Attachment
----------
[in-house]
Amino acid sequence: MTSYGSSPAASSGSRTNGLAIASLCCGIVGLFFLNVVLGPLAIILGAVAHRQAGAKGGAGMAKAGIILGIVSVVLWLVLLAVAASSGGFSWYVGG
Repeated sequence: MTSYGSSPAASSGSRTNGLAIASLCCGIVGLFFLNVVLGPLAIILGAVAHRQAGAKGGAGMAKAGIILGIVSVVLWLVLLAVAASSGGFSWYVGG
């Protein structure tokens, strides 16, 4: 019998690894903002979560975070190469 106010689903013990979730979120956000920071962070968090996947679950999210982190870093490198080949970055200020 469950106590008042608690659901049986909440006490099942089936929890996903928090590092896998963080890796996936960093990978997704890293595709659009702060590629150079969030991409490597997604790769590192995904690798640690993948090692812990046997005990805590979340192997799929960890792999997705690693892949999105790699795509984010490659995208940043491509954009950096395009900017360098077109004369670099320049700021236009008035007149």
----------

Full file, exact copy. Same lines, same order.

[in-house]
Amino acid sequence: MTSYGSSPAASSGSRTNGLAIASLCCGIVGLFFLNVVLGPLAIILGAVAHRQAGAKGGAGMAKAGIILGIVSVVLWLVLLAVAASSGGFSWYVGG
Repeated sequence: MTSYGSSPAASSGSRTNGLAIASLCCGIVGLFFLNVVLGPLAIILGAVAHRQAGAKGGAGMAKAGIILGIVSVVLWLVLLAVAASSGGFSWYVGG
């Protein structure tokens, strides 16, 4: 019998690894903002979560975070190469 106010689903013990979730979120956000920071962070968090996947679950999210982190870093490198080949970055200020 469950106590008042608690659901049986909440006490099942089936929890996903928090590092896998963080890796996936960093990978997704890293595709659009702060590629150079969030991409490597997604790769590192995904690798640690993948090692812990046997005990805590979340192997799929960890792999997705690693892949999105790699795509984010490659995208940043491509954009950096395009900017360098077109004369670099320049700021236009008035007149």